- Broadcom announced its "best and final offer for Qualcomm" Monday, upping the price per share to $82. Qualcomm shareholders would receive $60 of this in cash and the remaining in the form of Broadcom shares so they can "share in transaction benefits." Broadcom expects the deal to be consummated within 12 months of signing an agreement and is ready to pay a "ticking fee" if it is not.
- The deal would come in at more than $121 billion and would mark the largest technology deal to date, reports The Wall Street Journal. The two companies combined would become the third largest chip maker by revenue, following Intel and Samsung.
- Broadcom promised to pay a "significant reverse termination fee" if it does not receive regulatory approval for the deal. Break-up fees are typically 3% to 4% of a deal, but Broadcom is planning to pay higher, reports Reuters.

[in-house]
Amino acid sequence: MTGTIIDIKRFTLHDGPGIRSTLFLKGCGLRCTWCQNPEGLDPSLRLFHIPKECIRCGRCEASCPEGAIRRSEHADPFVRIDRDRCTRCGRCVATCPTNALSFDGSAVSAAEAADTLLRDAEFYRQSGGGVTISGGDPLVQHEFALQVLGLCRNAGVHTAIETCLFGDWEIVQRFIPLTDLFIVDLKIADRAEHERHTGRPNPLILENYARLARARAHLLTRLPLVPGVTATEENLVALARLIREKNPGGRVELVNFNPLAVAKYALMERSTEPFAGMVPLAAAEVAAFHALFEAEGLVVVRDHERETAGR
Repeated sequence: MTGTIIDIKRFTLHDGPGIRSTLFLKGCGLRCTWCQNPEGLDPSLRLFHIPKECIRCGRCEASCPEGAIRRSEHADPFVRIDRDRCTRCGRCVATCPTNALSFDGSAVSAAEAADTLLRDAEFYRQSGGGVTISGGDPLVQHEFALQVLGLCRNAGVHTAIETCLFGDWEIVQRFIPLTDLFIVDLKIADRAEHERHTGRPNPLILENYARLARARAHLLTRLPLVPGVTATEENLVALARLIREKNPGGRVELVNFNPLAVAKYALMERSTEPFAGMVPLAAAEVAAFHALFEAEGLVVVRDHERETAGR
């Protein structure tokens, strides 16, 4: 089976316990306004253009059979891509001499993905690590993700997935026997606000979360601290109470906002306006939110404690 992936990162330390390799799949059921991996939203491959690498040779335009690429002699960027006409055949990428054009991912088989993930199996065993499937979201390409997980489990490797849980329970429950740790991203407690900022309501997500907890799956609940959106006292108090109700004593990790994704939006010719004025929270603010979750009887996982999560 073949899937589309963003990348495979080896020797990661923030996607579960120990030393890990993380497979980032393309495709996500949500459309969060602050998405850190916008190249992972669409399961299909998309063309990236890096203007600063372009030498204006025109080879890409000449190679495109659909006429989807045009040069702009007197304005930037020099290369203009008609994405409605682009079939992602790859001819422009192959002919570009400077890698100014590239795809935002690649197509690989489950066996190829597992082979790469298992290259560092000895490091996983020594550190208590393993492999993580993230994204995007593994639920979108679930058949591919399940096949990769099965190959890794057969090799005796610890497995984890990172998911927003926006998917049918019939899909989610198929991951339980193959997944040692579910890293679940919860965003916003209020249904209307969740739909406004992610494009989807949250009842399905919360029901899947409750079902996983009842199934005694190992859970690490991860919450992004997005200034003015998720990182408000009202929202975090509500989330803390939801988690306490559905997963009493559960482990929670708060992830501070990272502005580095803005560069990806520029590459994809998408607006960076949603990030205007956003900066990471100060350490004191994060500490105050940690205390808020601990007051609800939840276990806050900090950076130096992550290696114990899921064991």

Qualcomm's board unanimously rejected an "unsolicited" Broadcom proposal in November on the grounds that it greatly undervalued the company. The company sent a letter to stockholders in late January advising them against "Broadcom's hostile takeover proposal."
The company's highly profitable patent licensing business is still tied up in a well-publicized legal dispute with Apple and its contract manufacturers. This dispute negatively impacted Qualcomm's Q1 2018 earnings, in which operating income was down 96% year-over-year and down 91% since Q4 2017.
Besides Qualcomm's reservations, many experts have expressed worries about antitrust problems should the deal go through. The deal would offer Broadcom space to expand its products into the 5G market, which Qualcomm is pursuing.